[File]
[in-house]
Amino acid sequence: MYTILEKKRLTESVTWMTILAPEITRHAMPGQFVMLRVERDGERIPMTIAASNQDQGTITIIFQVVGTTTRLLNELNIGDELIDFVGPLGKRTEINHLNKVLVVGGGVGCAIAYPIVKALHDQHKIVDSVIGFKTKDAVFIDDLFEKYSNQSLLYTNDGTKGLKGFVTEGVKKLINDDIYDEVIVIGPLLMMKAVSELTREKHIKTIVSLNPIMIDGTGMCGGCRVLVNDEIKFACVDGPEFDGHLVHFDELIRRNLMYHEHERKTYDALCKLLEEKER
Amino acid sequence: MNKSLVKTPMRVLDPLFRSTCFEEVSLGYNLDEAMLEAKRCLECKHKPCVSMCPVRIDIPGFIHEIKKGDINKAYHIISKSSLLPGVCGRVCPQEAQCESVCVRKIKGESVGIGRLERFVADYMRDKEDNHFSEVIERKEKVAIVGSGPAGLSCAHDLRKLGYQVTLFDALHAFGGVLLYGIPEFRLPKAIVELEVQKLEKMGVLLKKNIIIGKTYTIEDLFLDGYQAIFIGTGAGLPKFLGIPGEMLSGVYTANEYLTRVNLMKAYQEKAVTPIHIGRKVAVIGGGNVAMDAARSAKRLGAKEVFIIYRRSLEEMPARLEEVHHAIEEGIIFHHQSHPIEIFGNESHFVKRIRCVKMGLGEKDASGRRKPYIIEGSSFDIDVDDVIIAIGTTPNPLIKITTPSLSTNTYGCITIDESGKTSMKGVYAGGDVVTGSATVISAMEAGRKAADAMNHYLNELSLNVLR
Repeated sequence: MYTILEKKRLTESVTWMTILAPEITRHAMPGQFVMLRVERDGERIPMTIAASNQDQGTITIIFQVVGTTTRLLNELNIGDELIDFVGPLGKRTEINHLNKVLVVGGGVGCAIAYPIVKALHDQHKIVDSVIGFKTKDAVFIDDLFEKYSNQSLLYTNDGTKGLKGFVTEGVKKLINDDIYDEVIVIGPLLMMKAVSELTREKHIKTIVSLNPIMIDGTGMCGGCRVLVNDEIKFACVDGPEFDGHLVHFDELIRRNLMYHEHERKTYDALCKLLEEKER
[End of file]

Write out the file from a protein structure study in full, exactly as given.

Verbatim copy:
[in-house]
Amino acid sequence: MYTILEKKRLTESVTWMTILAPEITRHAMPGQFVMLRVERDGERIPMTIAASNQDQGTITIIFQVVGTTTRLLNELNIGDELIDFVGPLGKRTEINHLNKVLVVGGGVGCAIAYPIVKALHDQHKIVDSVIGFKTKDAVFIDDLFEKYSNQSLLYTNDGTKGLKGFVTEGVKKLINDDIYDEVIVIGPLLMMKAVSELTREKHIKTIVSLNPIMIDGTGMCGGCRVLVNDEIKFACVDGPEFDGHLVHFDELIRRNLMYHEHERKTYDALCKLLEEKER
Amino acid sequence: MNKSLVKTPMRVLDPLFRSTCFEEVSLGYNLDEAMLEAKRCLECKHKPCVSMCPVRIDIPGFIHEIKKGDINKAYHIISKSSLLPGVCGRVCPQEAQCESVCVRKIKGESVGIGRLERFVADYMRDKEDNHFSEVIERKEKVAIVGSGPAGLSCAHDLRKLGYQVTLFDALHAFGGVLLYGIPEFRLPKAIVELEVQKLEKMGVLLKKNIIIGKTYTIEDLFLDGYQAIFIGTGAGLPKFLGIPGEMLSGVYTANEYLTRVNLMKAYQEKAVTPIHIGRKVAVIGGGNVAMDAARSAKRLGAKEVFIIYRRSLEEMPARLEEVHHAIEEGIIFHHQSHPIEIFGNESHFVKRIRCVKMGLGEKDASGRRKPYIIEGSSFDIDVDDVIIAIGTTPNPLIKITTPSLSTNTYGCITIDESGKTSMKGVYAGGDVVTGSATVISAMEAGRKAADAMNHYLNELSLNVLR
Repeated sequence: MYTILEKKRLTESVTWMTILAPEITRHAMPGQFVMLRVERDGERIPMTIAASNQDQGTITIIFQVVGTTTRLLNELNIGDELIDFVGPLGKRTEINHLNKVLVVGGGVGCAIAYPIVKALHDQHKIVDSVIGFKTKDAVFIDDLFEKYSNQSLLYTNDGTKGLKGFVTEGVKKLINDDIYDEVIVIGPLLMMKAVSELTREKHIKTIVSLNPIMIDGTGMCGGCRVLVNDEIKFACVDGPEFDGHLVHFDELIRRNLMYHEHERKTYDALCKLLEEKER